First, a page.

Corporal Jian Choumali is on the mission of a lifetime - security officer on one of Earth's huge generation ships, fleeing Earth's failing ecosystem to colonise a distant planet.
The ship encounters a technologically and culturally advanced alien empire, led by a royal family of dragons. The empire's dragon emissary offers her aid to the people of Earth, bringing greater health, longer life, and faster-than-light travel to nearby stars.
But what price will the people of Earth have to pay for the generous alien assistance?
In this first book in a brand new series, Kylie Chan brings together pacey, compelling storytelling and an all-too-possible imagined future in a tale packed with action, adventure, drama and suspense.
So... here I was... at a music festival. Listening to great performances from some amazing talent, surrounded by tasty food and some incredible beverages, people all chatting away and socialising... and I'm sat on a hay-bale with my nose stuck in this book. Yes... it's just that good.
Having read (and been lucky enough to review) many of Kylie's previous works, I was expecting a lot from this story, especially as it was touted as the first in a sci-fi trilogy. The first book in a trilogy traditionally sets the scene and introduces characters, which had me curious to see how gripping it was going to be. You can imagine my surprise when, after my eyes fell off the bottom of the last page, I realised that it could easily be a self-contained story in its own right. It had a decent selection of characters, all as well-defined and deep as needed to carry the plot. It had action, intrigue, betrayal, innocence and naivety thrown aside by cosmic forces, good guys who weren't as good as they seemed, bad guys who really are bad guys but also acting in line with cultural norms, amazing technology that isn't as flawless as hyped but at the same time more powerful than could be imagined... and the casual way all of this is thrown about makes it seem... kinda natural.
Dragons abound, but they are not, by any means, the main characters in this story. Humanity... silly, primate-screaming-at-the-darkness, naive, flawed humanity is... and there are some delightful revelations about just how we came to be as we are too. Gotta love those hidden-origin-story sub-plots!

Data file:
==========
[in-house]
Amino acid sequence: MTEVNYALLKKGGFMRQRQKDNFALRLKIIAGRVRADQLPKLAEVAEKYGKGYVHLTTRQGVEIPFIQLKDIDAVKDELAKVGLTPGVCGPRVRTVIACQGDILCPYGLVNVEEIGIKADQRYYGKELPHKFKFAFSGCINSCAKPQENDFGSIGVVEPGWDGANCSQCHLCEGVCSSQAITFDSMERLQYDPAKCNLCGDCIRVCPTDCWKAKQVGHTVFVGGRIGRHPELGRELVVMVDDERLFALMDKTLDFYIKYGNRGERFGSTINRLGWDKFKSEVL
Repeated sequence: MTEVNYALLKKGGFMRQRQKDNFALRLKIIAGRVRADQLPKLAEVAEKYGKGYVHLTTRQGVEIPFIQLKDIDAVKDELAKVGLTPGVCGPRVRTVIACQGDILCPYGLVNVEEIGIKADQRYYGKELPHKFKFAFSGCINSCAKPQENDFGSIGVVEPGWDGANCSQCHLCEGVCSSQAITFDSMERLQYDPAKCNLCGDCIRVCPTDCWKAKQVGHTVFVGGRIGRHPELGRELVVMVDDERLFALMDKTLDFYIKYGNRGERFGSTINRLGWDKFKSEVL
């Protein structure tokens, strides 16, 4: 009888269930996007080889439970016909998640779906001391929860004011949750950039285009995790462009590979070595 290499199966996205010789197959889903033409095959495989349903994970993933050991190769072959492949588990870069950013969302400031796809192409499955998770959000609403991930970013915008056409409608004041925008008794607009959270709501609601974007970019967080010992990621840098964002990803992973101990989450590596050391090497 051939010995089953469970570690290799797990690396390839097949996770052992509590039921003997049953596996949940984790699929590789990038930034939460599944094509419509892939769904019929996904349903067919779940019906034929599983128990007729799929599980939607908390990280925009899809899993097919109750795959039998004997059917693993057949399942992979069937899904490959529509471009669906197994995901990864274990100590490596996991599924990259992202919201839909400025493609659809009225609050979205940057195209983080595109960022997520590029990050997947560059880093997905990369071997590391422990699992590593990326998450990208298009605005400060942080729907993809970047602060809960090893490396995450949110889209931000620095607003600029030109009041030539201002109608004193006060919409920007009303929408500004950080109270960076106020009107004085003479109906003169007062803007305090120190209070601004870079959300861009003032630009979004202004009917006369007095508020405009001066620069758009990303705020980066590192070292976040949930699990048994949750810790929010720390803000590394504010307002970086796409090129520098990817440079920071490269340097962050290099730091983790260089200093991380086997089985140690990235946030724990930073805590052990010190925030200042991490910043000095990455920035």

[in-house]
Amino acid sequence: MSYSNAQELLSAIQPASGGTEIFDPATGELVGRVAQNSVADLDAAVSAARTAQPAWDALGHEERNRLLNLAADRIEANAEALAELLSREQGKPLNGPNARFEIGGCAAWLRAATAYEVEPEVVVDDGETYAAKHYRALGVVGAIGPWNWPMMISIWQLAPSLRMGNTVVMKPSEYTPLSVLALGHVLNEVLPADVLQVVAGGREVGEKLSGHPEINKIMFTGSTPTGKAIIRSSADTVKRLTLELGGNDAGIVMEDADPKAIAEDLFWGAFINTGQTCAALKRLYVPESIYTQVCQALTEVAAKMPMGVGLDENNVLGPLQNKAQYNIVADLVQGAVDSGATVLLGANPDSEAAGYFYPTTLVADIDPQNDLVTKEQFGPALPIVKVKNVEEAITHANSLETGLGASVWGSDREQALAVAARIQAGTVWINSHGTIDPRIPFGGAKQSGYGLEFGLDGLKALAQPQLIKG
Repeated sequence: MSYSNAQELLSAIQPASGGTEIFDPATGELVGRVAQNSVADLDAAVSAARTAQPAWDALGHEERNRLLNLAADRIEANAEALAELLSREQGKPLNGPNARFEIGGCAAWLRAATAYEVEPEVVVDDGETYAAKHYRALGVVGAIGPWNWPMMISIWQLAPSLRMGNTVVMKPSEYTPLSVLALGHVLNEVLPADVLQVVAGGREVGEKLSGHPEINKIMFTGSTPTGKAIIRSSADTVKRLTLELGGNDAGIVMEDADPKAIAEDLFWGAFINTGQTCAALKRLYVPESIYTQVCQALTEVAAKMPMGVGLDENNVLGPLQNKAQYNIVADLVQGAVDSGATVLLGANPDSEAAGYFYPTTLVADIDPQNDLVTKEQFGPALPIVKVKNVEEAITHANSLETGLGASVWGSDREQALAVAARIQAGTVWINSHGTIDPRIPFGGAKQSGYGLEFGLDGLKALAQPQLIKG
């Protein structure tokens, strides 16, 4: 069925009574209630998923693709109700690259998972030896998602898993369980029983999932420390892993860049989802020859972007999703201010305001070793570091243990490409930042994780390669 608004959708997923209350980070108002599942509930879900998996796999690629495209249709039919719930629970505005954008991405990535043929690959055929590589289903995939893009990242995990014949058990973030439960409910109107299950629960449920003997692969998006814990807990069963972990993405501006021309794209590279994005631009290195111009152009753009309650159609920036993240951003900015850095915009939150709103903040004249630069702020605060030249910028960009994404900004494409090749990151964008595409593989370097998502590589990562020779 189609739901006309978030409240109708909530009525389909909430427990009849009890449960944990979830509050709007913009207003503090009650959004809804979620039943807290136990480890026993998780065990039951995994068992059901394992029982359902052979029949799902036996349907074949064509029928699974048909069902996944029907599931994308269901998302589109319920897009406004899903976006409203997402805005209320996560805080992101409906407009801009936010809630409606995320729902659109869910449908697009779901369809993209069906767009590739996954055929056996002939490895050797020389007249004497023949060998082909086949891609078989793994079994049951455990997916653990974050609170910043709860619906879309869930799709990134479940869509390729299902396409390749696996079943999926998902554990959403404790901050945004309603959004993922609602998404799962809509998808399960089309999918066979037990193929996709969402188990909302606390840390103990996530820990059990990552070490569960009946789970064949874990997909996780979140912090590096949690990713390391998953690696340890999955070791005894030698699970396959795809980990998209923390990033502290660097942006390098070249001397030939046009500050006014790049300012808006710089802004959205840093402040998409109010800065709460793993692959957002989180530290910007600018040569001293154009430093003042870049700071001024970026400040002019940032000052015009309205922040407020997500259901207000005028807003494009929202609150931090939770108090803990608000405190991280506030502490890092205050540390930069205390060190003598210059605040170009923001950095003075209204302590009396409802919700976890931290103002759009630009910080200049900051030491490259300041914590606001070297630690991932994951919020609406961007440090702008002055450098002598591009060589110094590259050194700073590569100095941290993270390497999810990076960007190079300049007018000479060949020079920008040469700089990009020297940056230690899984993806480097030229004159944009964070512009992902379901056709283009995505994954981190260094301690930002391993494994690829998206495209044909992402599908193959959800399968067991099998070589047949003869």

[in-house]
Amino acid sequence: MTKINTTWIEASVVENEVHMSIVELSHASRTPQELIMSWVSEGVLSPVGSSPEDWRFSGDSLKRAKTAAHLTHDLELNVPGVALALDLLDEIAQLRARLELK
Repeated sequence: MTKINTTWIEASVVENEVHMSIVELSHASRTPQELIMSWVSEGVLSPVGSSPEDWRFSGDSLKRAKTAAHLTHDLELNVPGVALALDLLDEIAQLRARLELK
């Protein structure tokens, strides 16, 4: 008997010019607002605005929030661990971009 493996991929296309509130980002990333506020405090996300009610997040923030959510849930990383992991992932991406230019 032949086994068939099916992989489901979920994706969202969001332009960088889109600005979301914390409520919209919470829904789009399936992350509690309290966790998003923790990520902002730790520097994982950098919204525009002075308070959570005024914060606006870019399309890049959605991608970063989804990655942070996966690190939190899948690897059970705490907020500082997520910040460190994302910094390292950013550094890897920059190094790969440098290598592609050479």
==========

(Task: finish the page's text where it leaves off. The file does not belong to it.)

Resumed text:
The ending was open to more story, naturally, since it's the first of a set, but I have to admit I could quite easily drop the series here if I had to (not that I want to, though) and not feel cheated in any way. My only issue is the constant, unrepentant sexual overtones throughout the entire story. Personally, while it added a bit of spice and gave certain plot points credibility, it was a little too on-the-nose for my tastes. I'm no romantic, but nor am I a prude by any means... but if the sexual side is taken too far I find it dilutes the story to the point it may as well be classified as sci-porn rather than sci-fi. The first book sets the trend, and I am really hoping the next book bucks this trend fairly quickly or I possibly won't bother with Book #3, which would be a real shame.
Still... a little raunch, a pinch of kink and a small spreading of salaciousness isn't going to put me off wanting to give book #2 a go when it comes out - there was too much going for this story to want to give it up just yet... I mean seriously... dragons that cruise through space, partnered by a distributed-intelligence AI that spans the galaxy (in patches) and a galaxy-wide empire run by a royal family that no-one really likes that much because they just won't stop humping anything with a pulse! Then in walks Humanity with their big Attitude stick and starts smacking knuckles, and backsides. You can't help but love, and laugh, at the sheer craziness.
Overall, a very good story and one that opens up a new universe for Chan fans. Here Be Dragons... and all they need is love, love... yes, love is all they need.
Random listing from 'Books'...
In the great city, in the dimly lit office of a mighty tower, two deadly creatures meet. A dark bargain is struck, and the master of the House of Hellebore gives an order: 'War is coming. The child must die.'
In our own world, a young man discovers a manuscript written by his great uncle. It seems to be a novel - a strange fairy tale of fantastic creatures and a journey to a magical realm.
But it is written as a ... more...
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